The Edgewood CTE students agree that the barbecue competitions have taught them how to work together with a team and the skills required to prep and cook — under the pressure of time limits and the elements — using live fire and smoke. “I didn’t realize how technical and how precise it actually has to be until actually practicing and getting the critiques back,” said Hannah McMullan, a junior whose mother, Janell, is a teacher at Madison and the faculty sponsor of the team.
The Cowboy Smokers, made up of students who attend the school’s Agriscience Magnet Program, were named 2022 national BBQ champions following a contest last May. The entire group won scholarships from Sullivan University in Kentucky.
The National High School Barbecue Association is in its eighth year, having gotten its start at Burnet High School northwest of Austin in 2014 and expanding to about 300 high school teams in six states so far. The program is an extracurricular activity and is often part of a school’s culinary arts department or vocational and agriculture programs like Future Farmers of America.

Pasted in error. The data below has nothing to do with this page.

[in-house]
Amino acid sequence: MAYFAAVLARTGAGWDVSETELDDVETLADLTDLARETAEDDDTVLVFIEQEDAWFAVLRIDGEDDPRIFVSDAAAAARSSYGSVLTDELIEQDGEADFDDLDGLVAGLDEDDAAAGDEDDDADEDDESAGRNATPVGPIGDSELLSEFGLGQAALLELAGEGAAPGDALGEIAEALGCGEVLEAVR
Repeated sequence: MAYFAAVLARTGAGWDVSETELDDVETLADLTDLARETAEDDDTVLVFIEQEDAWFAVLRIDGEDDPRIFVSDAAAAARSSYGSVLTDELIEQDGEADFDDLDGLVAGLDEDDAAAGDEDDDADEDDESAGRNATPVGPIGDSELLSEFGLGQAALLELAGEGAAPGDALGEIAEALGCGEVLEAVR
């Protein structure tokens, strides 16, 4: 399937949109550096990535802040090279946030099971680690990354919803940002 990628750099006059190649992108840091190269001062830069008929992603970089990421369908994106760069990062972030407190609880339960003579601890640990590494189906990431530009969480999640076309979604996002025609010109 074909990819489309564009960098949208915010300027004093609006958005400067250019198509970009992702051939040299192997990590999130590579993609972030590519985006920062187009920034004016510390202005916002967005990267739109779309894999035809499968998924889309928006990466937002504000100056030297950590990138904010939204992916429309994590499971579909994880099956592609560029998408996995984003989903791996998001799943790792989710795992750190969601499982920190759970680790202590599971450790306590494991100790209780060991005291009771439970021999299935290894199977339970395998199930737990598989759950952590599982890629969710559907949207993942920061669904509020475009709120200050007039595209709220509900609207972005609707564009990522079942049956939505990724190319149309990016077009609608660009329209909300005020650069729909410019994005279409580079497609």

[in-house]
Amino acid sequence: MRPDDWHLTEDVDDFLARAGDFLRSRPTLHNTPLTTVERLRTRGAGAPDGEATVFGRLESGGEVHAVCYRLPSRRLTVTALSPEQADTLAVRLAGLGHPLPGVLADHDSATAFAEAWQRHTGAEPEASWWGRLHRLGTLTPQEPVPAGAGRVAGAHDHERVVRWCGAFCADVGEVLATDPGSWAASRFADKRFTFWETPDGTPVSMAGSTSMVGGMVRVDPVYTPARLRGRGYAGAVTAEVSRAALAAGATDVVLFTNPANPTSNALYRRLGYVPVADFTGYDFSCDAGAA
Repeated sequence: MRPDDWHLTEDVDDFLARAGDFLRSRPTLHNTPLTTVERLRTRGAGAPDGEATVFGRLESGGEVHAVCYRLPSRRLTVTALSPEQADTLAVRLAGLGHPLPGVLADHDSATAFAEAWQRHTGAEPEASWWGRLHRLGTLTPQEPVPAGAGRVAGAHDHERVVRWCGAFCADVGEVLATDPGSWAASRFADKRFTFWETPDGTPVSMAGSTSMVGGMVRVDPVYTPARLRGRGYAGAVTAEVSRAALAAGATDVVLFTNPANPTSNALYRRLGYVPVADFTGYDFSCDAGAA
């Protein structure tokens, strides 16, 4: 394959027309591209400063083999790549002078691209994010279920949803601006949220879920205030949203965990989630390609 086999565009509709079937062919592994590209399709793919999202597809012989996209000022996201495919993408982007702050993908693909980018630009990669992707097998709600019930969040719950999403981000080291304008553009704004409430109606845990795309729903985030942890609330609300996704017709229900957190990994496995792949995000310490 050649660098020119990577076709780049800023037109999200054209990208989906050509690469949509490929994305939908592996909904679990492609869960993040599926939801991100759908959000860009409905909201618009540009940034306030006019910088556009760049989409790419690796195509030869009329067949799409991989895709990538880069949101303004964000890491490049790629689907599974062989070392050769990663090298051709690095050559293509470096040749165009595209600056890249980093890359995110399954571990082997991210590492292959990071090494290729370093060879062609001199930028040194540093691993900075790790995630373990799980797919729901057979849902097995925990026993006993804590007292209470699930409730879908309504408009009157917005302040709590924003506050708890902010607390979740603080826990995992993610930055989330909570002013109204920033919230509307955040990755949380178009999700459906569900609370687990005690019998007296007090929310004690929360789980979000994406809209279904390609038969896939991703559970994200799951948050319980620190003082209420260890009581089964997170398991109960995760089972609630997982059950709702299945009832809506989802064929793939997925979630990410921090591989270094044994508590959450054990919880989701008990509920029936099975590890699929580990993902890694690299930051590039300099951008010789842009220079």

Michael Erickson, the president and founder of the National High School Barbecue Association, states, “It started as just a simple, fun thing to get kids engaged,” said Erickson, who also teaches culinary arts at Burnet. “The industry is really supportive because they want to see us teach the next generation of Texans to barbecue and how to grill and how to tailgate.”
It also brings families together, especially “a lot of male role models that traditionally wouldn’t engage with high school kids, because the moms are usually doing that,” he said. “It’s getting dads and uncles and grandfathers back on high school campuses to work with kids.”
The association that runs the contests has established a competition rulebook, with 67 pages of tips and guidelines, including what’s allowed and not allowed when their items go before judges. Participants also build their own fires and keep them going.
“The chefs are just there to make sure we don’t get hurt or anything,” Memorial student Medellin said of her instructors. “They’re giving us pointers. But everything we do, we do by ourselves.”
Christopher Hancock, a Memorial team instructor, said even though the kids compete, the program is different from a competitive high school sports or academic event. “It’s a practical, hands-on life skill,” said Hancock, adding the students could apply their new skills to culinary careers, for example opening a food truck, or any number of related jobs.